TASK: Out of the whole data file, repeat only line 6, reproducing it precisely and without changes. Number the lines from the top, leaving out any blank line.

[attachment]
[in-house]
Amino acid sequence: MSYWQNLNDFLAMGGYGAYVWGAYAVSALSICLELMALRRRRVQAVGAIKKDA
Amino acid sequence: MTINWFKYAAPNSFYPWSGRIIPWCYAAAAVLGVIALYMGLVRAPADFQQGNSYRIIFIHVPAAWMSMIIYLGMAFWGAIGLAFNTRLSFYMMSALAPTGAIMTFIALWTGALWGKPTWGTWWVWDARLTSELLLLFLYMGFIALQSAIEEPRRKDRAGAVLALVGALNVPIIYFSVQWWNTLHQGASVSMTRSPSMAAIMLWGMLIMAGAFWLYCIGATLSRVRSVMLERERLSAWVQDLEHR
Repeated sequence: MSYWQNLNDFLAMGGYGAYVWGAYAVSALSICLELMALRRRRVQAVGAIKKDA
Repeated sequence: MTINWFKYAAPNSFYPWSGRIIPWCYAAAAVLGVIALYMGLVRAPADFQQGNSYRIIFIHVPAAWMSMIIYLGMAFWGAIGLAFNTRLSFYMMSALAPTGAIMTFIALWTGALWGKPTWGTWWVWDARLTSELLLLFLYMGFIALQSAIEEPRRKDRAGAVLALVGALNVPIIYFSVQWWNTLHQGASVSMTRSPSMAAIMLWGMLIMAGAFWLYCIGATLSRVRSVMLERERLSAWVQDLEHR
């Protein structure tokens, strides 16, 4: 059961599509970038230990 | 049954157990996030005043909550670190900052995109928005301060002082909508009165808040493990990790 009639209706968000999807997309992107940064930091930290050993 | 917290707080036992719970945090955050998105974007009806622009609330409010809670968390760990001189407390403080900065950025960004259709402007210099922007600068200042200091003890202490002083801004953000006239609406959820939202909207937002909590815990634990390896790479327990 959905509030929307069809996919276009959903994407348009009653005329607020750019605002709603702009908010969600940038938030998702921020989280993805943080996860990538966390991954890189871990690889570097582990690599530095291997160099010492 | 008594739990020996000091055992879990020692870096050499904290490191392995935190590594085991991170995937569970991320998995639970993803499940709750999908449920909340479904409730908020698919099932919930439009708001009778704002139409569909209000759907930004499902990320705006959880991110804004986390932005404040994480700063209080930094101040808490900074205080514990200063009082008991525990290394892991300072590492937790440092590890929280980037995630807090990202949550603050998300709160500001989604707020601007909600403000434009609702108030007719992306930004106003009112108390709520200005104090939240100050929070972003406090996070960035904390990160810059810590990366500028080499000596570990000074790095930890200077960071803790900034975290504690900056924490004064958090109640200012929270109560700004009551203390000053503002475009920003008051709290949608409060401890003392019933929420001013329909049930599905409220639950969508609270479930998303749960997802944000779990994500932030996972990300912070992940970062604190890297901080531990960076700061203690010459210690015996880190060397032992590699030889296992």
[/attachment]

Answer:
């Protein structure tokens, strides 16, 4: 059961599509970038230990 | 049954157990996030005043909550670190900052995109928005301060002082909508009165808040493990990790 009639209706968000999807997309992107940064930091930290050993 | 917290707080036992719970945090955050998105974007009806622009609330409010809670968390760990001189407390403080900065950025960004259709402007210099922007600068200042200091003890202490002083801004953000006239609406959820939202909207937002909590815990634990390896790479327990 959905509030929307069809996919276009959903994407348009009653005329607020750019605002709603702009908010969600940038938030998702921020989280993805943080996860990538966390991954890189871990690889570097582990690599530095291997160099010492 | 008594739990020996000091055992879990020692870096050499904290490191392995935190590594085991991170995937569970991320998995639970993803499940709750999908449920909340479904409730908020698919099932919930439009708001009778704002139409569909209000759907930004499902990320705006959880991110804004986390932005404040994480700063209080930094101040808490900074205080514990200063009082008991525990290394892991300072590492937790440092590890929280980037995630807090990202949550603050998300709160500001989604707020601007909600403000434009609702108030007719992306930004106003009112108390709520200005104090939240100050929070972003406090996070960035904390990160810059810590990366500028080499000596570990000074790095930890200077960071803790900034975290504690900056924490004064958090109640200012929270109560700004009551203390000053503002475009920003008051709290949608409060401890003392019933929420001013329909049930599905409220639950969508609270479930998303749960997802944000779990994500932030996972990300912070992940970062604190890297901080531990960076700061203690010459210690015996880190060397032992590699030889296992």